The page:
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The Word on the Rings: Wrestling Criticism, Part 1

Part one of a two-part series on the state of wrestling criticism: is there room for a deeper analysis of professional wrestling, beyond memes and intrigue?

I sometimes think that wrestling fans are more connected to the Internet than any other fan of a sport or a spectacle. Rightly or wrongly, we watch a lot of livestreams to keep up with the latest episode of RAW, or because things like Lucha Underground or NJPW aren’t carried by local cable providers. We visit a lot of websites to feed our fandom: be it the official websites of promotions, or wrestling sites that provide news and analysis and reviews and rumors (like this one, for example). The Internet feeds us more information than any other medium available to wrestling fans of years past.

We can probably even argue that the fundamentals of wrestling changed because of the Internet. Thanks to rumors and inside stories, the mystique of wrestling is all but gone. We don’t see people wrestle anymore: we see more promos and more skits. Today’s wrestling fans are more interested—perhaps even invested—in the works outside the ring: the latest signings, the hundred or so moves made in an independent promotion, or the way talents get “buried” or “pushed,” depending on the moods and agenda of “the powers that be.”

Right, something to that effect.
We don’t really have to go far to see this: we see the same thing in wrestling sites, in wrestling forums, or even among ourselves. With the mystique of professional wrestling all but gone, it’s become easier for us to take our emotional investments in wrestling beyond the ring. Perhaps even beyond our understanding of it.

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I’ve never stepped into a wrestling ring, and I really can’t claim to understand all that happens in that ring, much less a machine as big as the WWE. There are people I push for: I believe that we need to see more of Antonio Cesaro in the ring, for example. There are changes that I advocate: promos (especially by The Authority), for example, take too long and take too much time away from wrestling matches. There are people I rally for to become champions: for example, I really want Brock Lesnar to have the World Heavyweight Championship back, and perhaps Seth Rollins is in a better position to carry a title with a history and reputation like the Intercontinental Championship.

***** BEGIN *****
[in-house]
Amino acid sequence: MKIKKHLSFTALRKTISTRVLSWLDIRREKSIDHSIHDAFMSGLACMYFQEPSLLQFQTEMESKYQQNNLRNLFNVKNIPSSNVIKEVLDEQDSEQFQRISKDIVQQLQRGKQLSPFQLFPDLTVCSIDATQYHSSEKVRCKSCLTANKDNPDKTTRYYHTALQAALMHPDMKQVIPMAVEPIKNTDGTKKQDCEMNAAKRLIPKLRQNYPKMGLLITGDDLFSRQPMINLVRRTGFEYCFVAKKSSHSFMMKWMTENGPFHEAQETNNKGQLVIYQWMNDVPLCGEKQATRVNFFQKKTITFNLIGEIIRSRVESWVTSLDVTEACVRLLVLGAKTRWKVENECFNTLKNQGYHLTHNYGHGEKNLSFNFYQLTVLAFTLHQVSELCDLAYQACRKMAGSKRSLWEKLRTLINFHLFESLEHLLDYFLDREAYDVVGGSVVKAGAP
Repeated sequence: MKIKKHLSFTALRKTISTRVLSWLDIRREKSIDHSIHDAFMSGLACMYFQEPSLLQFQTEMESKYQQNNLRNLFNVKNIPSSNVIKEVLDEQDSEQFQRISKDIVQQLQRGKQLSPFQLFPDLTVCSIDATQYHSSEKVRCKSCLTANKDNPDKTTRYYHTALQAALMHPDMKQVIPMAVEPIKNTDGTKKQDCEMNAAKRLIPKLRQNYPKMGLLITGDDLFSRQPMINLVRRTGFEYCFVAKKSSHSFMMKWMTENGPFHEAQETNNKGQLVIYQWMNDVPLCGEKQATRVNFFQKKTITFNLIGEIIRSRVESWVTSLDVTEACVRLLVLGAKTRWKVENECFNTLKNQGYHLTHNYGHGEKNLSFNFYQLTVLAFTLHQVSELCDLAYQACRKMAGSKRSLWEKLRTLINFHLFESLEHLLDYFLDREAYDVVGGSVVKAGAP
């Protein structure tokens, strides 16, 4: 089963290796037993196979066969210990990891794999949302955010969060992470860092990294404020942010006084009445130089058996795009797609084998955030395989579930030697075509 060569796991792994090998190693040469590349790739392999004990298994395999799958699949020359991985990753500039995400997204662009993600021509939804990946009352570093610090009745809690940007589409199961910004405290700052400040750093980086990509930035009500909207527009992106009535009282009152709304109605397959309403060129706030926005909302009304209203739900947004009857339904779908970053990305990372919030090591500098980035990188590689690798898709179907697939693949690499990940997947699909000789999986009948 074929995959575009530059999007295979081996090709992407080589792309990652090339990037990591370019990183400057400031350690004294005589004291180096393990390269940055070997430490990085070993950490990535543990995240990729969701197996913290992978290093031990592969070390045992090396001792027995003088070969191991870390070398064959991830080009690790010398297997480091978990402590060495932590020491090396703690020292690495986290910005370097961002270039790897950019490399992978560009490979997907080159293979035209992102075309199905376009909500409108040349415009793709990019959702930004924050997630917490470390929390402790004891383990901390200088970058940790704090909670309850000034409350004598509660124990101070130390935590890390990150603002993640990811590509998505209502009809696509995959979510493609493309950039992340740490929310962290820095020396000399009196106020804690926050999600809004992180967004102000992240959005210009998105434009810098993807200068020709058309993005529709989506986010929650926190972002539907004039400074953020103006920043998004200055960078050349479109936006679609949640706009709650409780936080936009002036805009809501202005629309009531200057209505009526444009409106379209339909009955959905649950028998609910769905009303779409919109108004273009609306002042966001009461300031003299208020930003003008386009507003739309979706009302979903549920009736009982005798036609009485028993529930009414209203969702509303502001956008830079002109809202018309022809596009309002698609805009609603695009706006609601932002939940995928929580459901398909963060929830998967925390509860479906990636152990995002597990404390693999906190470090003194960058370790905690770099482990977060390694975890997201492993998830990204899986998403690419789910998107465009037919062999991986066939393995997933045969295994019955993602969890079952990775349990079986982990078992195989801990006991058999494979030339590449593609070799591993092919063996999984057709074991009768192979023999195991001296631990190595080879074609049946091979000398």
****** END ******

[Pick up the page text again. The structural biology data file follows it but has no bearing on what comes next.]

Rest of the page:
Consider how Rollins could be carrying something bigger than a belt, but a tradition like this one.
But those are opinions, and don’t carry a lot of weight compared to the facts of pro wrestling. As a fan of pro wrestling who isn’t privy to what’s really going on, I don’t know those facts. I don’t know what goes on in creative meetings, or what are the motivations at work in booking matches. I try to stop where I know I have to stop, and that’s in parts of wrestling that I do not know a whit of (no matter how much I try to convince myself that all there is to it is to cite a few “dirt sheets” here and there).

Wrestling, to me, is a lot like reading a bit of fiction for the first time: it’s a story already written and plotted out beforehand, no matter how many changes are tweaked here and there. The most I can do is to critique the narrative: the consistency of story arcs, or the way the physical drama plays out before me whenever I watch a wrestling match. “Critiquing the narrative,” for me, exists because I don’t want what little intelligence I have insulted by inconsistent fiction.

Like fiction, a lot of things—big or small—should move stories forward. No “suspension of disbelief” should get in the way of clutching your head when your head has been attacked for half the match. Title shots and rivalries should further the story: there should be no doubt about people’s motivations to aspire for a title. Or that wrestlers entering month-long feuds should have a strong reason—a deep moral crisis—to feud that long.

Or that often, for that matter.